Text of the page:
Enberg says Walsh improved

Enberg said he would prefer to stay with Walsh and feels their chemistry has improved over the last three seasons. However, he admits that he was more comfortable in his lengthy relationship with Olsen.

"Merlin was easier," Enberg said. "Maybe in 12 years Bill will understand the profession better, but probably not. Merlin was a professional from the first day. I think he understood more of the subtleties of what happens in the booth than Bill."

While Walsh gives viewers insights that other analysts miss, he also misses names. Last Sunday, Walsh misidentified three Bills.

"It is not that Bill doesn't care but he feels 'I'll blow a name but you know what I mean,' " said Enberg. "He gets so focused it almost becomes incidental. By the time I get ready to point it out, it is too late to correct him."

From his facial expression, you get the impression the mistakes concern Enberg more than Walsh, who is more concerned with providing insights than getting the names right.

"It has been an upward chart with Bill," adds Enberg. "He has gotten better each game each year and he'll be better if he continues."

He isn't sure how much better the Bills can play in home playoff games. Asked by a Denver critic for a prediction on Sunday's game, Enberg tried to sound diplomatic.

"With the risk of alienating all the nice people in Denver, I'll be stunned if it is a close game and I hope I'm wonderfully surprised," said Enberg.

He isn't rooting against the Bills. It is just that after calling a series of Notre Dame romps, Miami's romp in the Orange Bowl and the Bills' blowout of the Chiefs, Enberg wants to see a close game.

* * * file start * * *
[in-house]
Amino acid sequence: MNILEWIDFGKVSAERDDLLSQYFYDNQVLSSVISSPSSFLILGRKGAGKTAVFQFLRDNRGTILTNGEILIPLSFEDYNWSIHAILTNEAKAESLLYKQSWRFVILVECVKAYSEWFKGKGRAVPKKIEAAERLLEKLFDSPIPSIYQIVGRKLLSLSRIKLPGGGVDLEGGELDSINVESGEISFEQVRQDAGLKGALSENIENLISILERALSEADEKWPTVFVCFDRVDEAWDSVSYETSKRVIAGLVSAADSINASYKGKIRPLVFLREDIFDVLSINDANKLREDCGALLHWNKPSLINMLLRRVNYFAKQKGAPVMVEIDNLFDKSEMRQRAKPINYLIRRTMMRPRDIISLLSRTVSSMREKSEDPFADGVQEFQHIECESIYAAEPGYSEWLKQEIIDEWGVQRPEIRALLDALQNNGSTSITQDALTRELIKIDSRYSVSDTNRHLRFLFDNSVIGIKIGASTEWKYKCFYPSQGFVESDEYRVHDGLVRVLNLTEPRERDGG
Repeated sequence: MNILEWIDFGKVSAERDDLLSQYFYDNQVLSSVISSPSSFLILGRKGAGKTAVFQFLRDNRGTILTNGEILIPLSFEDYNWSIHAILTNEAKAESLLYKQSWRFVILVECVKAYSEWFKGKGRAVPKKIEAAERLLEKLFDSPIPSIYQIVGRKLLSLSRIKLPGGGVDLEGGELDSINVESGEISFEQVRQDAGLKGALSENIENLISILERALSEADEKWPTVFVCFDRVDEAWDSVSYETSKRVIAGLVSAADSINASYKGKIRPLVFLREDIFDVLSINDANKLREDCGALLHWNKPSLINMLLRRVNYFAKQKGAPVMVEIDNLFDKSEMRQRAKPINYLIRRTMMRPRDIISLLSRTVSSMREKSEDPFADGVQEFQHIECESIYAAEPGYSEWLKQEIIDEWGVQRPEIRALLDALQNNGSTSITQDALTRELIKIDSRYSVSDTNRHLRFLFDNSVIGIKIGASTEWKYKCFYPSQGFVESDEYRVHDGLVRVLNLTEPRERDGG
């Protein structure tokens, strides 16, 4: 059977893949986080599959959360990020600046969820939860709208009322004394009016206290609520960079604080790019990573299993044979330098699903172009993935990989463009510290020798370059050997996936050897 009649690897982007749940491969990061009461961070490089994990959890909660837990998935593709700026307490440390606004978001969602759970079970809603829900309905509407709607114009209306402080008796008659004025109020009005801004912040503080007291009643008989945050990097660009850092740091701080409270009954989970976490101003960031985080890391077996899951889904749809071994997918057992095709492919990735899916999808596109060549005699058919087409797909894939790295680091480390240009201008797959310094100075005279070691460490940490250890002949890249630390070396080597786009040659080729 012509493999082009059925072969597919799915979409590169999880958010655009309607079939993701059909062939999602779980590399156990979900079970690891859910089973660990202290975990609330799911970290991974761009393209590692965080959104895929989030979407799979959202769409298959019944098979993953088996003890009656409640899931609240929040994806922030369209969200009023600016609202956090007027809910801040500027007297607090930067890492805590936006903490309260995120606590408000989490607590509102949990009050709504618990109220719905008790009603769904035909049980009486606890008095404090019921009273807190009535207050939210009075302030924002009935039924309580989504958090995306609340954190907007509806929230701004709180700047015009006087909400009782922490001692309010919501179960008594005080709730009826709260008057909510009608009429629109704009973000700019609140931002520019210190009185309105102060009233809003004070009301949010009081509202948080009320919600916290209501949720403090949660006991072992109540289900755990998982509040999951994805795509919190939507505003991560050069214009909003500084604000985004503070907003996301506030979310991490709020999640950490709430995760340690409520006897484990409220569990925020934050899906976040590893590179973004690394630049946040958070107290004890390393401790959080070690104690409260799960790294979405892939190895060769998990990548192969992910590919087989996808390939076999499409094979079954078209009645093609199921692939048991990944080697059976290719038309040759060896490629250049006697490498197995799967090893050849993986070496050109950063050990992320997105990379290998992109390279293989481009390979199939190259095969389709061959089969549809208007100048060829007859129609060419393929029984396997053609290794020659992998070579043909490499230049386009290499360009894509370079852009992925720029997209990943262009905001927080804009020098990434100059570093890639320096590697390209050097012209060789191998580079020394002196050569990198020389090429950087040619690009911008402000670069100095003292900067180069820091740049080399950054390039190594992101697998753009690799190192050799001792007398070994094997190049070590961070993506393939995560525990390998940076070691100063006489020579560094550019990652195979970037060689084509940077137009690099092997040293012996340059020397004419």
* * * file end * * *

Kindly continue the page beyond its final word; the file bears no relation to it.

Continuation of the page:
"The home-field advantage graduates in importance as you get close to the Super Bowl," Enberg said. "In Denver it would be a totally different game.

"When you look at the last three playoff games and what Buffalo has done to supposedly the best of the rest, it is rather frightening."

CBS, which carries the Super Bowl, is probably frightened at the thought of a Denver upset. How would Enberg see a Washington-Bills Super Bowl compared to a Washington-Denver Super Bowl?

"I think Buffalo can beat Washington," said Enberg. "It sounds like I'm picking on Denver but Washington-Broncos has Bud Grant (who lost four boring Super Bowls) and Minnesota written all over it."

In other words, Enberg thinks the Bills are the bestbestbest.

Costas expects Bills' victory

Bob Costas, who is in Buffalo to host "NFL Live!," also expects a Bills victory. "I wish, for competitive purposes, it would be played in Mile High Stadium," Costas said. "You could see in that atmosphere Denver playing a close game, and maybe even pulling an upset. In Buffalo you can imagine a dozen scenarios in this game and 11 of them have Buffalo winning and about eight or nine have them winning big."

Albert, who worked several Bills games with Maguire, likes the Bills, too. Albert didn't care to add much to Maguire's remarks in USA TODAY.

"Paul always has a way of understating the situation," deadpanned Albert before turning serious. "I would never say anything like that (what Maguire said)."